Last Saturday night was, for me, a musical treat. To experience music from multiple European countries performed in an entertaining and friendly atmosphere was such a treat. No I am not talking about Eurovision but the latest concert from Contrapunctum Chamber Choir.
The concert was in the beautiful location of the San Roque Chapel set in the old town of Alicante. The venue may not be the largest but does posses the most fantastic acoustic that could only help augment the beautiful music that was going to be performed.
Not deterred by the hike up the hill (and the lack of oxygen at the top) the audience filled the Chapel leaving standing room only and it was great to see many familiar faces, regular concert supporters as well as a sprinkling of past choir members.
The concert music took a sacred theme, so we were not treated to Contrapunctum's repetoire of secular pieces, no suggestive Madrigals or the tongue twisting "La Bomba" this evening but the serious nature of the music did not in any way make it less enjoyable.
So let’s start our European tour, which admittedly is a little more limited that its modern day counterpart.
The evening started with a Franco-Flamish offering, in the form of two movements from the Mass Pannge Linguna by Josquin Desprez. This beautiful setting of the mass was efficiently performed by the choir. Oscar Marco Munuera fulfilled his usual role of singing the introductions and this time joined by guest tennor Samuel Manzanas Sancho. The Gloria was also enhanced by some lovely intimate moments sung by a quartet.
Moving on in our tour we rather predictably hit Spain for the second part of the first half, with some old favourites of the choir; Ave Maria by Francisco de Guerrero followed by three moments of the Mass O Magnum Mysterium by Victoria. I think it would be fair to say that Victoria must be the favourite composer for this choir and always features in their concerts and rightly so. This mass, as does most of his music, shows what a giant in the Renaissance musical world Victoria was.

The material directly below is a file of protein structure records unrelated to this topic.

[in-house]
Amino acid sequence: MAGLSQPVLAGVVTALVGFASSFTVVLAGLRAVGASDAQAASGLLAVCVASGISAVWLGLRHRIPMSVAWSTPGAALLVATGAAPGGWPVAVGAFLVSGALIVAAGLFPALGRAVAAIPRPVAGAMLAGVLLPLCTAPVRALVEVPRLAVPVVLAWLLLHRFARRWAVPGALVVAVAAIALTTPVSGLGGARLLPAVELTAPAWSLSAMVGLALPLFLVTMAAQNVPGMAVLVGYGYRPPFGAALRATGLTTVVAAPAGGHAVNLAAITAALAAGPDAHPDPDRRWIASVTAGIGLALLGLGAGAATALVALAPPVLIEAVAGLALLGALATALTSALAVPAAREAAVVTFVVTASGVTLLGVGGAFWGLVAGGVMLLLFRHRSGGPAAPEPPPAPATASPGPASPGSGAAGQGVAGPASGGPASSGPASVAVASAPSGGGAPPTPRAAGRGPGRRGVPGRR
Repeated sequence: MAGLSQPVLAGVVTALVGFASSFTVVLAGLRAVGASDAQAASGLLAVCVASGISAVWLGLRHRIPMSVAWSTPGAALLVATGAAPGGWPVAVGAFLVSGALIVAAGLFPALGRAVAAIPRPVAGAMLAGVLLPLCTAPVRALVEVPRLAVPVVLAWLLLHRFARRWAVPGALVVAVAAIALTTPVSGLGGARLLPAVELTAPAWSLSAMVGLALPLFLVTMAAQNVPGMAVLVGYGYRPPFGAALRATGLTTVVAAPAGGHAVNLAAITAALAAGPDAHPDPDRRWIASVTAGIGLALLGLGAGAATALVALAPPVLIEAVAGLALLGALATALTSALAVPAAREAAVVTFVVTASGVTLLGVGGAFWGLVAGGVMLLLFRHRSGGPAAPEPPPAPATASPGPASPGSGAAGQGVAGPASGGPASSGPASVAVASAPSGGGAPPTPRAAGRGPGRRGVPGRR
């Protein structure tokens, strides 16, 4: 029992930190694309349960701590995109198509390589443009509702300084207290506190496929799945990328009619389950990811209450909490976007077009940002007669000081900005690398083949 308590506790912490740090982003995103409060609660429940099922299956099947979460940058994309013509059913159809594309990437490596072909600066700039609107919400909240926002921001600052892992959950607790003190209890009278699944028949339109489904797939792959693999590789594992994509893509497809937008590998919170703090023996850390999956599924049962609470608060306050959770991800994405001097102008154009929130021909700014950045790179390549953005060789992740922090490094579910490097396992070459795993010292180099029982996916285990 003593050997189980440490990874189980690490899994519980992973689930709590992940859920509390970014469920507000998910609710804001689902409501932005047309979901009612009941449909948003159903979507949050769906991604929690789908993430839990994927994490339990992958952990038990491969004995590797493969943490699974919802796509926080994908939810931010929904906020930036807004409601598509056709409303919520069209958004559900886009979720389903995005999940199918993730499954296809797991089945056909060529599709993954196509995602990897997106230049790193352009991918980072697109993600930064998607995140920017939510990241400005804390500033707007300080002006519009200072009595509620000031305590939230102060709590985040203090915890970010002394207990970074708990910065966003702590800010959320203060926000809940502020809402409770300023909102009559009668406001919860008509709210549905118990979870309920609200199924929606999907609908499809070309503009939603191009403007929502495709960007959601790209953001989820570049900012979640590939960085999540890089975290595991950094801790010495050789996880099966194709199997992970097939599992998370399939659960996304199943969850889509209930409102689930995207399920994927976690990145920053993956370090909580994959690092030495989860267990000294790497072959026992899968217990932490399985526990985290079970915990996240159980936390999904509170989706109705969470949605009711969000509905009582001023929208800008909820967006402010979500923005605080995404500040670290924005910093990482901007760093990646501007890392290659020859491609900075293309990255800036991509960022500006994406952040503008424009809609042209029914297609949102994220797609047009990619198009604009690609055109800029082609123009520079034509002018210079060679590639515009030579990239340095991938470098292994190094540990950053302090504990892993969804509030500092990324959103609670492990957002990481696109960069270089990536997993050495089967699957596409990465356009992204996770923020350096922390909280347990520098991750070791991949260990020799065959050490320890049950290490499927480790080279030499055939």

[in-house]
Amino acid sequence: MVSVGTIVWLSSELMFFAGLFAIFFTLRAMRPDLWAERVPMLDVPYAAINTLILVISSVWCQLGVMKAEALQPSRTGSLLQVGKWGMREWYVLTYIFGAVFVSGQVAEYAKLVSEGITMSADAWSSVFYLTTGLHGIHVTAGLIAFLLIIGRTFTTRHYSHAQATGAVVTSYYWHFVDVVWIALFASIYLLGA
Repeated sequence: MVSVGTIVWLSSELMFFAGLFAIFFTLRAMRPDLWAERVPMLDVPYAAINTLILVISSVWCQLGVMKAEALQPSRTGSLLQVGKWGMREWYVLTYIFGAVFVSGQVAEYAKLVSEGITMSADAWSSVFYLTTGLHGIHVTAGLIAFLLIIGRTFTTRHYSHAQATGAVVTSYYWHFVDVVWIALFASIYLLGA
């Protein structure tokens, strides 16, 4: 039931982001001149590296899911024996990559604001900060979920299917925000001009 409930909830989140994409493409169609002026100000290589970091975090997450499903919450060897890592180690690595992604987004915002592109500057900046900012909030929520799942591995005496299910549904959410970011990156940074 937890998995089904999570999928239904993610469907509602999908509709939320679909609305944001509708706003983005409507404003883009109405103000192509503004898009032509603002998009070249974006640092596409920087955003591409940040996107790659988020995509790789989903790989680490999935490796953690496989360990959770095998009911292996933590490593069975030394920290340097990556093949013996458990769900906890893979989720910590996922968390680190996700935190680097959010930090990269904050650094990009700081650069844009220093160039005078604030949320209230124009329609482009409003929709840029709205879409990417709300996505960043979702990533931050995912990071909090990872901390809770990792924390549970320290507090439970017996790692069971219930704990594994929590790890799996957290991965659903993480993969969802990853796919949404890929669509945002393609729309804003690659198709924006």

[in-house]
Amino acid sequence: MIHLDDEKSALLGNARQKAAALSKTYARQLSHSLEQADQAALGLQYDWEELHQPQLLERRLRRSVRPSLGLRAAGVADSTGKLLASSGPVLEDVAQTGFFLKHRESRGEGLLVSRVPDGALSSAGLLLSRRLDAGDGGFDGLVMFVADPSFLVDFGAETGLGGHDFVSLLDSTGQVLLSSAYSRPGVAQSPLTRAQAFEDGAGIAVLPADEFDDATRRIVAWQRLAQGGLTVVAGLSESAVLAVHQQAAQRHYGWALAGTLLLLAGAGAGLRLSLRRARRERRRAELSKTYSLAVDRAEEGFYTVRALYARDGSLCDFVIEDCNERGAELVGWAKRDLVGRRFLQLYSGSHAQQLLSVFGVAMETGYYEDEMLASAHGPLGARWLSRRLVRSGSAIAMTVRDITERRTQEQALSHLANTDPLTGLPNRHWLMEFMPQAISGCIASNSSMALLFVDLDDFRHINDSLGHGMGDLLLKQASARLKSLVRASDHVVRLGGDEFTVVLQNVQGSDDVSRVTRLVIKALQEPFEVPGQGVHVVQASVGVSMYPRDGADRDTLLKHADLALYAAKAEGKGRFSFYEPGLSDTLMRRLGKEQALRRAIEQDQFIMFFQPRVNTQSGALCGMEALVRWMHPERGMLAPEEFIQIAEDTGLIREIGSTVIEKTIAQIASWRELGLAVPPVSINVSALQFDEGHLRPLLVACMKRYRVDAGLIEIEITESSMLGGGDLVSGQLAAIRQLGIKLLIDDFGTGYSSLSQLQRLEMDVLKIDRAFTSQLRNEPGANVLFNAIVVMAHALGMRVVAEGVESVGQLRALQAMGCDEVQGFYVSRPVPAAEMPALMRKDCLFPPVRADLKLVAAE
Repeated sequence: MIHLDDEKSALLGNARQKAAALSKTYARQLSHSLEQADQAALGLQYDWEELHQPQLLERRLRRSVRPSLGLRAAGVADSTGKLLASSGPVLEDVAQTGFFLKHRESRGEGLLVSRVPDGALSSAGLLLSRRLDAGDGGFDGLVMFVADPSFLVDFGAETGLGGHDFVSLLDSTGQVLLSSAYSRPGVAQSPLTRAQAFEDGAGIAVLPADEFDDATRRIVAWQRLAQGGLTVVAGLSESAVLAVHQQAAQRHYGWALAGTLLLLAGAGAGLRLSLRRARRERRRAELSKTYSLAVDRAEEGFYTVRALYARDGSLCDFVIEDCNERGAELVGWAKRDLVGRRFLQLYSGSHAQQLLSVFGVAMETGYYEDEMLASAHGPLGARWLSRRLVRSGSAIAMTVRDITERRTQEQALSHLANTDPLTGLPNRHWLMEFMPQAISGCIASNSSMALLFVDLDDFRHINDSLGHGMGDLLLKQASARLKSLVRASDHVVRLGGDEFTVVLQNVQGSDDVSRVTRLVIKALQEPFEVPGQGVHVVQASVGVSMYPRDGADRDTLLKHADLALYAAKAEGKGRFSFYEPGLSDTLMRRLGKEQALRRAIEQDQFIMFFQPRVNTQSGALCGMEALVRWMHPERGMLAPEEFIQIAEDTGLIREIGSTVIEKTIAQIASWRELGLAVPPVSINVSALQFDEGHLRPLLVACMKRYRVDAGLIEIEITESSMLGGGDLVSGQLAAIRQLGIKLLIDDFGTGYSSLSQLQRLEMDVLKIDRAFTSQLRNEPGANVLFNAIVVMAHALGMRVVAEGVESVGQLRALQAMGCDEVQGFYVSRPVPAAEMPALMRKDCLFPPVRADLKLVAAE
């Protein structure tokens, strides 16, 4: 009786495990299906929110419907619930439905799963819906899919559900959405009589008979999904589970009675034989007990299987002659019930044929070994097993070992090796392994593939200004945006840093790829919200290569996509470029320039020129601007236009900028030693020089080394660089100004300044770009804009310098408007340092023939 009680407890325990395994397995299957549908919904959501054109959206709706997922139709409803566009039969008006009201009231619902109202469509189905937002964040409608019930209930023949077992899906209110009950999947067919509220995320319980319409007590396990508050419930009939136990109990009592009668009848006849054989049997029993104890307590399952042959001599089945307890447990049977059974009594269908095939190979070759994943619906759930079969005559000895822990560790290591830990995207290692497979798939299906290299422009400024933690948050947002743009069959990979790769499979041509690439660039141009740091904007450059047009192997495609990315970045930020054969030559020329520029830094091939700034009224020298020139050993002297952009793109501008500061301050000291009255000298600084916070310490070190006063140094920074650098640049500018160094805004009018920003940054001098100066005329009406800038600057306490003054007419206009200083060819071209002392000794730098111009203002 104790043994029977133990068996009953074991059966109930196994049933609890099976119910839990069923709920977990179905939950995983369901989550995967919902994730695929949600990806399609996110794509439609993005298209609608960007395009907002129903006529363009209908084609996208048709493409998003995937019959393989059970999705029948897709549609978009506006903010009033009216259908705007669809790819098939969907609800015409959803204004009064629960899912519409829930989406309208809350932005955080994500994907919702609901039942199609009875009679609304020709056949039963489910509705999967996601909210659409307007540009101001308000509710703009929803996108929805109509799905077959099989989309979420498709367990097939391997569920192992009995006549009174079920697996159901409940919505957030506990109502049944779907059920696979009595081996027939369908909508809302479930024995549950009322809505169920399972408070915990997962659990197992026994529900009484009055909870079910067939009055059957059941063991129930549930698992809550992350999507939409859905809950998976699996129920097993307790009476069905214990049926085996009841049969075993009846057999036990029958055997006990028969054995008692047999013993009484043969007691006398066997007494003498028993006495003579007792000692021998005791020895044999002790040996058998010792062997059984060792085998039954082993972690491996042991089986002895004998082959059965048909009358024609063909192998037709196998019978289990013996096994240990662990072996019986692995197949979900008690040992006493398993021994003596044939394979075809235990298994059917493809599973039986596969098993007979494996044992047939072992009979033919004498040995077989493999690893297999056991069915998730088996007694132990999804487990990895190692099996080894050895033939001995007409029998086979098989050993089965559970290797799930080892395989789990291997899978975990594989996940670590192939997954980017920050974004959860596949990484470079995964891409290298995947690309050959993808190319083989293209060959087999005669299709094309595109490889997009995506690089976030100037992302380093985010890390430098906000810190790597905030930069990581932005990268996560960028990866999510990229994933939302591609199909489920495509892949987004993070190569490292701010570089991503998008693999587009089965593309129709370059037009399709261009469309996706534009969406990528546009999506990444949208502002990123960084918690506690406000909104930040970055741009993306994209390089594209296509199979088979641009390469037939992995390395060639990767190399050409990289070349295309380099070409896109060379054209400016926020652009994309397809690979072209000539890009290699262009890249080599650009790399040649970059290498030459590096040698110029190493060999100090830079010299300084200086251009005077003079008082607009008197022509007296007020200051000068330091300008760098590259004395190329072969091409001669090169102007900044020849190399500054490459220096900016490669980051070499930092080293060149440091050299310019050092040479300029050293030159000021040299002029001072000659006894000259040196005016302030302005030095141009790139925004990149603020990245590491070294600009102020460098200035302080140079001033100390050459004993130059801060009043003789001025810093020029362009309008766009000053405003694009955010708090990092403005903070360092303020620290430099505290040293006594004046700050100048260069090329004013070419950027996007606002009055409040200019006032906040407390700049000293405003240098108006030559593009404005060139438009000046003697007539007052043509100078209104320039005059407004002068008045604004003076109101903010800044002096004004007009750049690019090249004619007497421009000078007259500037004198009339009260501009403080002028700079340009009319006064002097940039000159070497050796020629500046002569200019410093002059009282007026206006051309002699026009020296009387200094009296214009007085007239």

After a brief interval the second half started with the English entry (and yes for all of the Scottish readers who will be shouting British at this point, can I remind you that at this time in history you had your own King or Queen). Two pieces formed the English entry If ye love me by Thomas Tallis and Ave Verum Corpus by William Byrd. Here again Contrapunctum showed their versatility dealing with singing in English in If Ye Love Me with great ease. It is so good to hear a Spanish choir singing what are standard repertoire pieces for English choirs but not often performed outside of the UK. It is fitting that these two composers should feature in the same concert. They were both Gentleman of the Chapel Royal and together in1575 they were granted a patent to print and publish music. This was the first time such a patent had been granted.
In between these two pieces we have a little reminder that Spain was hosting last night’s festivities with the performing of O Quan Suavis by Sebastián de Vivanco.
As with all good Eurovision song performances there was a little controversy in the play list for the concert. Ending the second half of the concert, and for me a personal highlight, was the performance of a piece that firstly was not from the Renaissance and secondly not unaccompanied, well if Eurovision can have Australia perform why not a bit of baroque in this ancient version. The Funeral Music, written for the death of Queen Mary by Henry Purcell is a pivotal piece of English Choral writing. It was not only performed for the Queen but also for Purcell himself who died a few months later. The piece explores a wider range of harmonies and dynamic ranges than the choir is used to in it is usual Renaissance faire but they carried it off with confidence. Dare I say I may have even seen a few members of the choir smiling at being allowed to sing loud.
The Purcell was accompanied by a Clarinet Quartet, from Contrapuncum's parent society L'Harmonia, that provided and organ like continuo to the piece, giving the choir the support they needed, and they even imitating traditional tuning.
Well for me if was definitely not "Nil Points" for Contrapunctum last night and from the reaction of the audience I was not alone. I am looking forward to the next concert already.